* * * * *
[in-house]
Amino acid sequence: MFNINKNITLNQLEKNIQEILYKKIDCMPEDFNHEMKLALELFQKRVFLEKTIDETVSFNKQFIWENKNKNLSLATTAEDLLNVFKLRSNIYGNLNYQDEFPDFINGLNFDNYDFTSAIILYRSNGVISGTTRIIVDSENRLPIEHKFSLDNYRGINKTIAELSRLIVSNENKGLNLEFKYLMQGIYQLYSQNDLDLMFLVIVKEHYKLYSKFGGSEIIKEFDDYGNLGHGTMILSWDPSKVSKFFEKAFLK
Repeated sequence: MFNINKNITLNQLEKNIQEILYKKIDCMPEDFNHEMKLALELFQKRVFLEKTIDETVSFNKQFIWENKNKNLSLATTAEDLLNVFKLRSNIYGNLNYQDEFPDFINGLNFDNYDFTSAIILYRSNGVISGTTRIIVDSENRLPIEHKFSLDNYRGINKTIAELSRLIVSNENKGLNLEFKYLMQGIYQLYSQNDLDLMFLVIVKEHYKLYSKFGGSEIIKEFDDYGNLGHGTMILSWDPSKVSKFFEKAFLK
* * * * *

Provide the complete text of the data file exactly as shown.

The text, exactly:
[in-house]
Amino acid sequence: MFNINKNITLNQLEKNIQEILYKKIDCMPEDFNHEMKLALELFQKRVFLEKTIDETVSFNKQFIWENKNKNLSLATTAEDLLNVFKLRSNIYGNLNYQDEFPDFINGLNFDNYDFTSAIILYRSNGVISGTTRIIVDSENRLPIEHKFSLDNYRGINKTIAELSRLIVSNENKGLNLEFKYLMQGIYQLYSQNDLDLMFLVIVKEHYKLYSKFGGSEIIKEFDDYGNLGHGTMILSWDPSKVSKFFEKAFLK
Repeated sequence: MFNINKNITLNQLEKNIQEILYKKIDCMPEDFNHEMKLALELFQKRVFLEKTIDETVSFNKQFIWENKNKNLSLATTAEDLLNVFKLRSNIYGNLNYQDEFPDFINGLNFDNYDFTSAIILYRSNGVISGTTRIIVDSENRLPIEHKFSLDNYRGINKTIAELSRLIVSNENKGLNLEFKYLMQGIYQLYSQNDLDLMFLVIVKEHYKLYSKFGGSEIIKEFDDYGNLGHGTMILSWDPSKVSKFFEKAFLK